Some years back I was visiting remote villages of Barmer district which were badly affected by a prolonged drought. Hungry and thirsty cattle looked like they could collapse any time. So it was a real relief to see small cattle camps where fodder and water was being arranged for at least some of the affected animals.
There was never enough water and fodder even for the limited number of animals who made it to the camp, but it was nice to see many people working so hard to save as many cows, bullocks and calves as possible. When I spoke to caretakers they explained how their region was once known for its famous breeds of cows.
When I persisted with my questions, they directed me to an elderly Jain who they said was the authority on this subject. This gentleman with a lifetime of cow protection work behind him told me that the best cow breeders of the region used to be Muslim pastoral people who after partition were left on the other side of the border.
Paying glowing tribute to their contribution to the maintenance of high quality indigenous breeds, he said that cattle-breeding had suffered in the region after artificial boundaries were drawn at the time of partition, although he had done his bit to reduce this damage and protect indigenous breeds.
Subsequent inquiries revealed how several other Muslim communities had been making valuable contribution to the breeding of cows and buffaloes in India. This is only one aspect of the completely misdirected zeal of so-called cow protectors who have hijacked the useful agenda of cow-protection towards antiminority violence. There is a danger that the wider and equally useful agenda of vegetarianism may be similarly hijacked and so it is important for sincere vegetarians and cow-protectors to resist this.
From a rational and secular viewpoint well-reasoned arguments have been advanced in favour of vegetarianism from several perspectives including saving food and water resources because meat-based diets use more grain and water than vegetarian ones. Related to this is the assertion that vegetarianism is more eco-friendly.
Then there are several kinds of arguments about vegetarian diets being more healthy, particularly if these are careful to avoid high-fat and high-sugar foods and emphasise fresh and boiled vegetables instead, but counter- assertions about meat, fish and eggs providing badly needed nutrients to many people are equally valid.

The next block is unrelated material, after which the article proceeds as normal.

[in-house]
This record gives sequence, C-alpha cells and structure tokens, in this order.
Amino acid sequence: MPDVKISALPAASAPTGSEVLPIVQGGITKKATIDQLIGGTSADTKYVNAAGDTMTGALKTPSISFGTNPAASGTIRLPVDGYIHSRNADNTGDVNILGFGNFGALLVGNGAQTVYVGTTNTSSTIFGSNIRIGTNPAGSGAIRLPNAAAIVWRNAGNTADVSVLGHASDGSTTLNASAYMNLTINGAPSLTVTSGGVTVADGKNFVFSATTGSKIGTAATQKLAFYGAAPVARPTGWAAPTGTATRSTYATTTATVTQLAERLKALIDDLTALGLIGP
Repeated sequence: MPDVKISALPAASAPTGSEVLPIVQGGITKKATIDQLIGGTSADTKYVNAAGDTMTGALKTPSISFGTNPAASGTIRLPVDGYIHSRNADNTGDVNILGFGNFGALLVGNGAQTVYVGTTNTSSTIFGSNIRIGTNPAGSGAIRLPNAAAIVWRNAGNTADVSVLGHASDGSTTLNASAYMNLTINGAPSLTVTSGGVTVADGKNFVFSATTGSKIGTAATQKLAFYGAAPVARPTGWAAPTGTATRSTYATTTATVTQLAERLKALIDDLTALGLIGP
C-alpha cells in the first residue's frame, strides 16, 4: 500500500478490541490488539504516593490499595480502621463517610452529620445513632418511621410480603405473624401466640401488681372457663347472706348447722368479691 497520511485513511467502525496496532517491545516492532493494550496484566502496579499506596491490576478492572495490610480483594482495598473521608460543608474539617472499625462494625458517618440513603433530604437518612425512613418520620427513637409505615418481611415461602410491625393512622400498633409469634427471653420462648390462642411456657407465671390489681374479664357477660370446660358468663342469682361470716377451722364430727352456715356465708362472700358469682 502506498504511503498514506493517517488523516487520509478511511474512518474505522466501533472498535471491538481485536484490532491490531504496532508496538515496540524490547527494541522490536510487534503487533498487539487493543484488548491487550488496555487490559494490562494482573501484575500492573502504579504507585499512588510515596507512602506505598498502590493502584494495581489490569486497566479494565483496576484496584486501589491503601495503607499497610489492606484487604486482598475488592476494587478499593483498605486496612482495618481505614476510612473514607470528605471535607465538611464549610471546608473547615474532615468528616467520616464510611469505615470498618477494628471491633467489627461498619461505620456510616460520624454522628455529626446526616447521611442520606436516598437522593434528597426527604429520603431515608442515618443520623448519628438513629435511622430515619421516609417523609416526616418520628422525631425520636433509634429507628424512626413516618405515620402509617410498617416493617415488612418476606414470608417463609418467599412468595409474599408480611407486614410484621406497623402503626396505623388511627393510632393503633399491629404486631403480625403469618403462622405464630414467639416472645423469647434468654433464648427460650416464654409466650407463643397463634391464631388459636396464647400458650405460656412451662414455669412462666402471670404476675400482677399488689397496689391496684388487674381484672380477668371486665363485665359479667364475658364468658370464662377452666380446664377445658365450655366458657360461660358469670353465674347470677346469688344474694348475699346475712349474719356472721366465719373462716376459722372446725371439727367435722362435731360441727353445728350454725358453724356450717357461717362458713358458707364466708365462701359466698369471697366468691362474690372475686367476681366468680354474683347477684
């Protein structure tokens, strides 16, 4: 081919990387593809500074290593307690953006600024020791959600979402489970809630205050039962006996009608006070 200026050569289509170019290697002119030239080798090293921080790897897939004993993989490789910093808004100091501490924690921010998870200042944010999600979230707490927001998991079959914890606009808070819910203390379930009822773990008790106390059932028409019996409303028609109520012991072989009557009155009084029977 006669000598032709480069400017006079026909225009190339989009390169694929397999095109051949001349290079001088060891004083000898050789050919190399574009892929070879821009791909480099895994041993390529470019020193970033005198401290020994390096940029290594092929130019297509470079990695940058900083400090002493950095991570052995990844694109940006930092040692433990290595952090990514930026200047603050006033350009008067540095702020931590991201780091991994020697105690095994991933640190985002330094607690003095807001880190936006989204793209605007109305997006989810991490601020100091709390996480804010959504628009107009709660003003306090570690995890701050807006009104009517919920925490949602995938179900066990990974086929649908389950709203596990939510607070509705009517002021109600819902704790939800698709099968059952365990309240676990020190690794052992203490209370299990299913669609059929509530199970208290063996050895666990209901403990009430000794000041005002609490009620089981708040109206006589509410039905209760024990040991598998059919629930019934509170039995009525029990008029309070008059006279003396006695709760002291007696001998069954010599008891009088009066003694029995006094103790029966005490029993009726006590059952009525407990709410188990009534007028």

Given the increasing pressures on environment as well as food and water resources, rational arguments would on balance appear increasingly to favour a trend towards vegetarianism. This is reflected in the shift towards vegetarian based diets by a significant number of people on rational and secular grounds, particularly in some western countries. Important though such arguments are, these do not by themselves constitute the core, the base of vegetarian thinking.
The essence of vegetarianism is based on a thinking of non-violence and compassion for all forms of life. As the most capable specie on earth, human beings should necessarily accept a protective role towards other animals, birds etc. In various ways, the duties of this protective life are hindered if human beings eat animals and birds, while this protective role is helped if human beings restrain themselves from this voluntarily.
As the essence of vegetarianism is respect for all life, compassion and nonviolence, use of any violence for spreading vegetarianism in a limited or wider way should be absolutely ruled out by any sincere or true vegetarian. A way of life based on non-violence can never progress by using violence.
The tradition of cow-protection and its recent misuse should be seen in this wider context. While the basic principle of vegetarianism emphasises respect for all forms of life, there is space within this for special care for some species in the special socio-economic or cultural context of any region or community. Over large parts of India conditions have been conducive for providing such special care to cows.
Traditionally the farming and nutrition needs of many rural communities were served exceptionally well by cows and bullocks. Well- bred indigenous species feeding on well-maintained pastures provided highly nutritious milk used to prepare a wide range of milk products for home consumption as well as a source of income.
Indigenous bullocks provided excellent draught-power in farms and many farmers took great pride in their strong and healthy bullocks. The dung and urine of cow were greatly valued for their role in enhancing and maintaining fertility of land. Various family members particularly children and women developed strong attachment to their favorite cows and their affection was reciprocated by the animal.
Of course the breakdown of traditional systems accentuated greatly by distorted policies disturbed this traditional system in various ways, but a proper understanding of the essence of cow protection will be helped by linking it to its roots.
The basic foundation of vegetarianism – as well cow-protection as a part of it – rests on a philosophy of non-violence and compassion for all life and so any attempts to hijack this thinking towards violence against any vulnerable community should be strongly resisted.
On the other hand there is enormous scope for very useful and creative work for strengthening vegetarianism and cow-protection while remaining true to their basic principles.
(The writer is a freelance journalist who has been involved with several social movements and initiatives.)